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In IEEE journal of translational engineering in health and medicine

Background: The enhancement in the performance of the myoelectric pattern recognition techniques based on deep learning algorithm possess computationally expensive and exhibit extensive memory behavior. Therefore, in this paper we report a deep learning framework named 'Low-Complex Movement recognition-Net' (LoCoMo-Net) built with convolution neural network (CNN) for recognition of wrist and finger flexion movements; grasping and functional movements; and force pattern from single channel surface electromyography (sEMG) recording. The network consists of a two-stage pipeline: 1) input data compression; 2) data-driven weight sharing. Methods: The proposed framework was validated on two different datasets- our own dataset (DS1) and publicly available NinaPro dataset (DS2) for 16 movements and 50 movements respectively. Further, we have prototyped the proposed LoCoMo-Net on Virtex-7 Xilinx field-programmable gate array (FPGA) platform and validated for 15 movements from DS1 to demonstrate its feasibility for real-time execution. Results: The effectiveness of the proposed LoCoMo-Net was verified by a comparative analysis against the benchmarked models using the same datasets wherein our proposed model outperformed Twin- Support Vector Machine (SVM) and existing CNN based model by an average classification accuracy of 8.5 % and 16.0 % respectively. In addition, hardware complexity analysis is done to reveal the advantages of the two-stage pipeline where approximately 27 %, 49 %, 50 %, 23 %, and 43 % savings achieved in lookup tables (LUT's), registers, memory, power consumption and computational time respectively. Conclusion: The clinical significance of such sEMG based accurate and low-complex movement recognition system can be favorable for the potential improvement in quality of life of an amputated persons.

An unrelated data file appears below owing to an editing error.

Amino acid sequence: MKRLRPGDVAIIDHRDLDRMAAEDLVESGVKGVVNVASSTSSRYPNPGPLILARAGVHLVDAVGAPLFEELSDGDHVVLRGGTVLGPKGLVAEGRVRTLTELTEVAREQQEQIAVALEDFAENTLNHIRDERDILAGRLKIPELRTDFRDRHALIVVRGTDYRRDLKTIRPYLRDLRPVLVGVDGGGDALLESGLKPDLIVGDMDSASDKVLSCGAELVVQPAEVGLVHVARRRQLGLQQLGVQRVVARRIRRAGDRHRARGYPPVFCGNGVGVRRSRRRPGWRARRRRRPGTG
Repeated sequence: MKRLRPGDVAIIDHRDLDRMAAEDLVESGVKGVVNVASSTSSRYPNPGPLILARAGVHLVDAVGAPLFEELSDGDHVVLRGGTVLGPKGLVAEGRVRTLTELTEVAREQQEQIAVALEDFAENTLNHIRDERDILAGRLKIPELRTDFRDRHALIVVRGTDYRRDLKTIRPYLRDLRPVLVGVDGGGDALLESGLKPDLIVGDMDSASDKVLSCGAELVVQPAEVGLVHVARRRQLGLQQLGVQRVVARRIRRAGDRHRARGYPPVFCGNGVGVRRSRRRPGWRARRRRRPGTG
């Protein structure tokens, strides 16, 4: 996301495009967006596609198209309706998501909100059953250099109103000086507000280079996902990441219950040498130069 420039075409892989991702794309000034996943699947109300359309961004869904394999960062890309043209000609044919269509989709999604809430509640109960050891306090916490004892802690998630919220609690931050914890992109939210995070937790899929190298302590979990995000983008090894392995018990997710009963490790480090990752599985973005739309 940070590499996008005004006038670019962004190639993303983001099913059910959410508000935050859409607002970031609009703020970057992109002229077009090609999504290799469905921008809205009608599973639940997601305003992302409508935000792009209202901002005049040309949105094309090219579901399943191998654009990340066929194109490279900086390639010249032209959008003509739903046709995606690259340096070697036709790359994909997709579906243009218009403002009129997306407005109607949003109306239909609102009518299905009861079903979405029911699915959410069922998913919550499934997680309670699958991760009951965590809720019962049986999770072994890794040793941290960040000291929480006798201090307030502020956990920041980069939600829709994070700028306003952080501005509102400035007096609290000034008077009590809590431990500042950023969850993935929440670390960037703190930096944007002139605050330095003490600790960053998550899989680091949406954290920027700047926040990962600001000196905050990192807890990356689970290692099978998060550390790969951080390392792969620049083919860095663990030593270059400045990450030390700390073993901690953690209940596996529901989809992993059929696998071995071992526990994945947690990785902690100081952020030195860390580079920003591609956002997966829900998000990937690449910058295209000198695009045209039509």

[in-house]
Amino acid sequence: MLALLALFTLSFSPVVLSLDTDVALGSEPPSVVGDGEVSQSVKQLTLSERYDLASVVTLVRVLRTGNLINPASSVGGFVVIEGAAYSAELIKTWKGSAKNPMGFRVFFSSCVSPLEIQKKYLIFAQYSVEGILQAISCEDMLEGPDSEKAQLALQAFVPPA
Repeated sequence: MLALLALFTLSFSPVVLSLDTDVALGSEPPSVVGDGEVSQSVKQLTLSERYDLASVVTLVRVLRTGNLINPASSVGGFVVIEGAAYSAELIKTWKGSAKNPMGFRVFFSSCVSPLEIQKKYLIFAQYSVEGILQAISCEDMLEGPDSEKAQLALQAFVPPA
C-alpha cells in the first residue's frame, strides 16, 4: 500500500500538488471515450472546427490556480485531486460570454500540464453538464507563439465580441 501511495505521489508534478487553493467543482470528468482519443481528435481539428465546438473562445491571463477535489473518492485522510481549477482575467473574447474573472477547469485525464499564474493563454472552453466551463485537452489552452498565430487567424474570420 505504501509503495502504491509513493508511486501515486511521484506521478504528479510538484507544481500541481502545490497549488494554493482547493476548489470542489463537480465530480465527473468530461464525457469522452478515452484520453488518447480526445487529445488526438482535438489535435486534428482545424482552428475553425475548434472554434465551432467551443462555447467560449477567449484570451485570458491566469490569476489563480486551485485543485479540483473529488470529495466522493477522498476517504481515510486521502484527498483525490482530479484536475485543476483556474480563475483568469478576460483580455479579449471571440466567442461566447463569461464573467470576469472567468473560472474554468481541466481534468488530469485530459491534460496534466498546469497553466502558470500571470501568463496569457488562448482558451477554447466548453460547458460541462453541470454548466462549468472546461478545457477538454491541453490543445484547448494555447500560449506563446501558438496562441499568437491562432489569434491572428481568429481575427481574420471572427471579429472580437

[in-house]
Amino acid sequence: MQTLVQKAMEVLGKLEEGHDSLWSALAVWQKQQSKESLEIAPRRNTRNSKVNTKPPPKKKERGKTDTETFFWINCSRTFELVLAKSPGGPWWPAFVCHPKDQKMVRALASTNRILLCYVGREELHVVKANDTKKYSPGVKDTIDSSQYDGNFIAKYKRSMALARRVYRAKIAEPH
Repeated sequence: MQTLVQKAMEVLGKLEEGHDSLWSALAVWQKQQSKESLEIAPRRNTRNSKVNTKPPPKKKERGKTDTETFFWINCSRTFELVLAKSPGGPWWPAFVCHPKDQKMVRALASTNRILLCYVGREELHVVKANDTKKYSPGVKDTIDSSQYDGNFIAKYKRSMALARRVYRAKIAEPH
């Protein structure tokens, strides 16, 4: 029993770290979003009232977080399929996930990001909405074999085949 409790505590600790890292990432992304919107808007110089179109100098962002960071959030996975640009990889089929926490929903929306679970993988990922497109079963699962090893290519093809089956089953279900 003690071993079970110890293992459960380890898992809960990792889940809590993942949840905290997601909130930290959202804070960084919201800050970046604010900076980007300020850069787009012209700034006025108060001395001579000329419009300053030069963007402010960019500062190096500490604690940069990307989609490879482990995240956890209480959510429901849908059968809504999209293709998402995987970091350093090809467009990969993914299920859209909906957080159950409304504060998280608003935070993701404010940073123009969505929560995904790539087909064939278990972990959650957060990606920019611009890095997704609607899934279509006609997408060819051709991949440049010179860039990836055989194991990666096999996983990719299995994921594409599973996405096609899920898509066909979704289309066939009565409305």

Gautam Arvind, Panwar Madhuri, Wankhede Archana, Arjunan Sridhar P, Naik Ganesh R, Acharyya Amit, Kumar Dinesh K

2020

CNN, data compression, movement classification, sEMG, signal processing, weights compression